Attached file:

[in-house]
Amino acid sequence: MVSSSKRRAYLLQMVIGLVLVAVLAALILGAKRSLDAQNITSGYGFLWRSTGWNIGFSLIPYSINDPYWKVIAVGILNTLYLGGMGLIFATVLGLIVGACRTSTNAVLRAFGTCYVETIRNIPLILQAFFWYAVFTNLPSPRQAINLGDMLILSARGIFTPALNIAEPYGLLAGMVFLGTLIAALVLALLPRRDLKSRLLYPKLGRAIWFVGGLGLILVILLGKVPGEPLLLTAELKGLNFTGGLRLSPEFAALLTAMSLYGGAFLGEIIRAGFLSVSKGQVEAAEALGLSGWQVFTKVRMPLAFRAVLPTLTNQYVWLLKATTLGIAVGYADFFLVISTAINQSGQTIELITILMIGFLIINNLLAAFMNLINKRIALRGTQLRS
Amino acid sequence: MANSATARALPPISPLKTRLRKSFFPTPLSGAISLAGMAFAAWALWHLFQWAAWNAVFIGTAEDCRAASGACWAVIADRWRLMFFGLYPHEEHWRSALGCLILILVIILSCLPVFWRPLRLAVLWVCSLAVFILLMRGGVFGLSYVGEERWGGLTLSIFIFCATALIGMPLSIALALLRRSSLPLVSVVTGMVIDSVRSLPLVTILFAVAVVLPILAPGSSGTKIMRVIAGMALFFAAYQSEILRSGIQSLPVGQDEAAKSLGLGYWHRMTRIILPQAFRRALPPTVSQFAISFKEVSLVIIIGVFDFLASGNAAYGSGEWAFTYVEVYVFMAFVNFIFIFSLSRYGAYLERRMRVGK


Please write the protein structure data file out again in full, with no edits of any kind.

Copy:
[in-house]
Amino acid sequence: MVSSSKRRAYLLQMVIGLVLVAVLAALILGAKRSLDAQNITSGYGFLWRSTGWNIGFSLIPYSINDPYWKVIAVGILNTLYLGGMGLIFATVLGLIVGACRTSTNAVLRAFGTCYVETIRNIPLILQAFFWYAVFTNLPSPRQAINLGDMLILSARGIFTPALNIAEPYGLLAGMVFLGTLIAALVLALLPRRDLKSRLLYPKLGRAIWFVGGLGLILVILLGKVPGEPLLLTAELKGLNFTGGLRLSPEFAALLTAMSLYGGAFLGEIIRAGFLSVSKGQVEAAEALGLSGWQVFTKVRMPLAFRAVLPTLTNQYVWLLKATTLGIAVGYADFFLVISTAINQSGQTIELITILMIGFLIINNLLAAFMNLINKRIALRGTQLRS
Amino acid sequence: MANSATARALPPISPLKTRLRKSFFPTPLSGAISLAGMAFAAWALWHLFQWAAWNAVFIGTAEDCRAASGACWAVIADRWRLMFFGLYPHEEHWRSALGCLILILVIILSCLPVFWRPLRLAVLWVCSLAVFILLMRGGVFGLSYVGEERWGGLTLSIFIFCATALIGMPLSIALALLRRSSLPLVSVVTGMVIDSVRSLPLVTILFAVAVVLPILAPGSSGTKIMRVIAGMALFFAAYQSEILRSGIQSLPVGQDEAAKSLGLGYWHRMTRIILPQAFRRALPPTVSQFAISFKEVSLVIIIGVFDFLASGNAAYGSGEWAFTYVEVYVFMAFVNFIFIFSLSRYGAYLERRMRVGK